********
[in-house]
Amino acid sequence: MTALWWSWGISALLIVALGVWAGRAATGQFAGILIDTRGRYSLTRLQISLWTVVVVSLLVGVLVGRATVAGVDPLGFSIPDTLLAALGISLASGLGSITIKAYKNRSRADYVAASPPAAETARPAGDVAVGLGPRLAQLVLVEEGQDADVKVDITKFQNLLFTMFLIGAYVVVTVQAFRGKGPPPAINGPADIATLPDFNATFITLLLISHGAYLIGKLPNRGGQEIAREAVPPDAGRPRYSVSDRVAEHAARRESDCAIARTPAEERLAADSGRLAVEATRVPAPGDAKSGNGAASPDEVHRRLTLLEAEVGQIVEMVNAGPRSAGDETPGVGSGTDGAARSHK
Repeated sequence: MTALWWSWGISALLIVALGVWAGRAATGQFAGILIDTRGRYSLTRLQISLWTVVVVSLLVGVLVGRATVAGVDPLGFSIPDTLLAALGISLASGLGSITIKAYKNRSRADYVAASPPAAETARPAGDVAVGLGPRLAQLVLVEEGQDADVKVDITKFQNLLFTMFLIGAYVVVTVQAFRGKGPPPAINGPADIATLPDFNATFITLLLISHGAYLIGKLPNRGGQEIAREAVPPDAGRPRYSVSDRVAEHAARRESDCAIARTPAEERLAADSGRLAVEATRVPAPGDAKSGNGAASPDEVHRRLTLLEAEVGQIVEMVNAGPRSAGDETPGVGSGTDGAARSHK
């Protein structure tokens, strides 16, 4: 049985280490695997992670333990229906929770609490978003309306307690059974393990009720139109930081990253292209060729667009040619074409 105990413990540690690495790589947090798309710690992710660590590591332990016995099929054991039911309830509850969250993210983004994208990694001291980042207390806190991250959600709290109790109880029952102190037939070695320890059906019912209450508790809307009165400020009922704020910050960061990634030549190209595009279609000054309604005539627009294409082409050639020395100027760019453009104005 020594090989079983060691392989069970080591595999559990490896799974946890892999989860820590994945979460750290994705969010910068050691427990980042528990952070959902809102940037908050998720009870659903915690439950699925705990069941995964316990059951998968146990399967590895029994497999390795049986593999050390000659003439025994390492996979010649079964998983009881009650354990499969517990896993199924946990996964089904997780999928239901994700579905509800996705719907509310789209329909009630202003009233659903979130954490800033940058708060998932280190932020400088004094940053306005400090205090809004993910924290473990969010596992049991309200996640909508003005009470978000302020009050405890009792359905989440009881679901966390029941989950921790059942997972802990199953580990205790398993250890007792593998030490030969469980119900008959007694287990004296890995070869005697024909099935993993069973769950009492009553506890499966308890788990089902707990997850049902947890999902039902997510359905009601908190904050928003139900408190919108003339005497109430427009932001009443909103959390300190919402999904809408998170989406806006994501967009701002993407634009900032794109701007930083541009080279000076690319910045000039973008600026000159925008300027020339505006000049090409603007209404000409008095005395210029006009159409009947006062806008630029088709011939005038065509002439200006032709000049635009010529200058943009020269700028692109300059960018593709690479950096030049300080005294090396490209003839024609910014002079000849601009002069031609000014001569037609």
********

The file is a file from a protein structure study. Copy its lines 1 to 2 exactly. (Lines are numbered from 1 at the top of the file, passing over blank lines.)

[in-house]
Amino acid sequence: MTALWWSWGISALLIVALGVWAGRAATGQFAGILIDTRGRYSLTRLQISLWTVVVVSLLVGVLVGRATVAGVDPLGFSIPDTLLAALGISLASGLGSITIKAYKNRSRADYVAASPPAAETARPAGDVAVGLGPRLAQLVLVEEGQDADVKVDITKFQNLLFTMFLIGAYVVVTVQAFRGKGPPPAINGPADIATLPDFNATFITLLLISHGAYLIGKLPNRGGQEIAREAVPPDAGRPRYSVSDRVAEHAARRESDCAIARTPAEERLAADSGRLAVEATRVPAPGDAKSGNGAASPDEVHRRLTLLEAEVGQIVEMVNAGPRSAGDETPGVGSGTDGAARSHK